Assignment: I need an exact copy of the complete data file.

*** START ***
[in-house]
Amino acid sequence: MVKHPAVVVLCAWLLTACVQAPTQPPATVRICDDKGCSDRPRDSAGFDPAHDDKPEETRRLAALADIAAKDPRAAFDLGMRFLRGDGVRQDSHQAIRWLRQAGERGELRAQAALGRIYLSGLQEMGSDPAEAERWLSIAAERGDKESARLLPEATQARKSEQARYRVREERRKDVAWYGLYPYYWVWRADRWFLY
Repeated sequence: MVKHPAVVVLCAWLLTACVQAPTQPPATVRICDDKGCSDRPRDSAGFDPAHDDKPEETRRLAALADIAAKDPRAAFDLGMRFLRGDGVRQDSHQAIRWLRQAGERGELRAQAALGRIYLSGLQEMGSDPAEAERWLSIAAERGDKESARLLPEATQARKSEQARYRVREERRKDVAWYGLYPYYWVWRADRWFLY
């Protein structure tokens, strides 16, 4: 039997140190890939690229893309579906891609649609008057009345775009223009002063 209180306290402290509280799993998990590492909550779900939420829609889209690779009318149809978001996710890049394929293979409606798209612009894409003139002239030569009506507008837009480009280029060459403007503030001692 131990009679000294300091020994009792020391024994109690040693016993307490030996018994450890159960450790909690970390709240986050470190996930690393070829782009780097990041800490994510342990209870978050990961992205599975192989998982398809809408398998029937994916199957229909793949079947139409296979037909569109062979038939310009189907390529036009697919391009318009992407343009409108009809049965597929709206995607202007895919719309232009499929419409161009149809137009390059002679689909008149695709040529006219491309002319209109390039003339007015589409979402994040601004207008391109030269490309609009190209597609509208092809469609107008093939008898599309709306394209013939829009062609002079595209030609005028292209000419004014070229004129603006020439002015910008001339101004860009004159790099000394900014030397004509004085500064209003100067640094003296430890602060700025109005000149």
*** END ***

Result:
[in-house]
Amino acid sequence: MVKHPAVVVLCAWLLTACVQAPTQPPATVRICDDKGCSDRPRDSAGFDPAHDDKPEETRRLAALADIAAKDPRAAFDLGMRFLRGDGVRQDSHQAIRWLRQAGERGELRAQAALGRIYLSGLQEMGSDPAEAERWLSIAAERGDKESARLLPEATQARKSEQARYRVREERRKDVAWYGLYPYYWVWRADRWFLY
Repeated sequence: MVKHPAVVVLCAWLLTACVQAPTQPPATVRICDDKGCSDRPRDSAGFDPAHDDKPEETRRLAALADIAAKDPRAAFDLGMRFLRGDGVRQDSHQAIRWLRQAGERGELRAQAALGRIYLSGLQEMGSDPAEAERWLSIAAERGDKESARLLPEATQARKSEQARYRVREERRKDVAWYGLYPYYWVWRADRWFLY
């Protein structure tokens, strides 16, 4: 039997140190890939690229893309579906891609649609008057009345775009223009002063 209180306290402290509280799993998990590492909550779900939420829609889209690779009318149809978001996710890049394929293979409606798209612009894409003139002239030569009506507008837009480009280029060459403007503030001692 131990009679000294300091020994009792020391024994109690040693016993307490030996018994450890159960450790909690970390709240986050470190996930690393070829782009780097990041800490994510342990209870978050990961992205599975192989998982398809809408398998029937994916199957229909793949079947139409296979037909569109062979038939310009189907390529036009697919391009318009992407343009409108009809049965597929709206995607202007895919719309232009499929419409161009149809137009390059002679689909008149695709040529006219491309002319209109390039003339007015589409979402994040601004207008391109030269490309609009190209597609509208092809469609107008093939008898599309709306394209013939829009062609002079595209030609005028292209000419004014070229004129603006020439002015910008001339101004860009004159790099000394900014030397004509004085500064209003100067640094003296430890602060700025109005000149």